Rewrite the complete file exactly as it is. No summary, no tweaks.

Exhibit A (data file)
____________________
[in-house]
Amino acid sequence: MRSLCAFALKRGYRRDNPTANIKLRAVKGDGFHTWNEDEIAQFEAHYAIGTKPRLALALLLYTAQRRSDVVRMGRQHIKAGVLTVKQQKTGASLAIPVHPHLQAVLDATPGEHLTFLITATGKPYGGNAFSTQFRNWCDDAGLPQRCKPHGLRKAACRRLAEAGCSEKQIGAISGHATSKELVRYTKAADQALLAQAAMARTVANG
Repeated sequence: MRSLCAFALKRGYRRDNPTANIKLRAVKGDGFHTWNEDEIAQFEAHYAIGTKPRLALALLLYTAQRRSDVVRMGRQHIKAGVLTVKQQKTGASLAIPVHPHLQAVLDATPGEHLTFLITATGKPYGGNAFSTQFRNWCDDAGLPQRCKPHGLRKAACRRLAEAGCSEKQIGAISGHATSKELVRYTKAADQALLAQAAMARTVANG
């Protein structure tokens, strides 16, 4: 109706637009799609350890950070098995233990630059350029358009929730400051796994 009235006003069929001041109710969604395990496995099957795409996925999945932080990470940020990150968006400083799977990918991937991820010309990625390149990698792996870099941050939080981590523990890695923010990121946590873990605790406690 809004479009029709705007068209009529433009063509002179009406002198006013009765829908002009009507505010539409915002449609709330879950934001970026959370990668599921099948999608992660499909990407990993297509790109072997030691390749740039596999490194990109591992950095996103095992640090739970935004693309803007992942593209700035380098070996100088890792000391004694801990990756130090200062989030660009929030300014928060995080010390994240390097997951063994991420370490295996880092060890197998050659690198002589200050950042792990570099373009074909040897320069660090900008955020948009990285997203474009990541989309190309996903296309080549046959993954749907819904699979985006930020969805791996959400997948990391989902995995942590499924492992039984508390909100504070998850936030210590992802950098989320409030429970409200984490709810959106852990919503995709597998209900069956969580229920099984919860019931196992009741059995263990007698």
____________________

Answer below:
[in-house]
Amino acid sequence: MRSLCAFALKRGYRRDNPTANIKLRAVKGDGFHTWNEDEIAQFEAHYAIGTKPRLALALLLYTAQRRSDVVRMGRQHIKAGVLTVKQQKTGASLAIPVHPHLQAVLDATPGEHLTFLITATGKPYGGNAFSTQFRNWCDDAGLPQRCKPHGLRKAACRRLAEAGCSEKQIGAISGHATSKELVRYTKAADQALLAQAAMARTVANG
Repeated sequence: MRSLCAFALKRGYRRDNPTANIKLRAVKGDGFHTWNEDEIAQFEAHYAIGTKPRLALALLLYTAQRRSDVVRMGRQHIKAGVLTVKQQKTGASLAIPVHPHLQAVLDATPGEHLTFLITATGKPYGGNAFSTQFRNWCDDAGLPQRCKPHGLRKAACRRLAEAGCSEKQIGAISGHATSKELVRYTKAADQALLAQAAMARTVANG
């Protein structure tokens, strides 16, 4: 109706637009799609350890950070098995233990630059350029358009929730400051796994 009235006003069929001041109710969604395990496995099957795409996925999945932080990470940020990150968006400083799977990918991937991820010309990625390149990698792996870099941050939080981590523990890695923010990121946590873990605790406690 809004479009029709705007068209009529433009063509002179009406002198006013009765829908002009009507505010539409915002449609709330879950934001970026959370990668599921099948999608992660499909990407990993297509790109072997030691390749740039596999490194990109591992950095996103095992640090739970935004693309803007992942593209700035380098070996100088890792000391004694801990990756130090200062989030660009929030300014928060995080010390994240390097997951063994991420370490295996880092060890197998050659690198002589200050950042792990570099373009074909040897320069660090900008955020948009990285997203474009990541989309190309996903296309080549046959993954749907819904699979985006930020969805791996959400997948990391989902995995942590499924492992039984508390909100504070998850936030210590992802950098989320409030429970409200984490709810959106852990919503995709597998209900069956969580229920099984919860019931196992009741059995263990007698």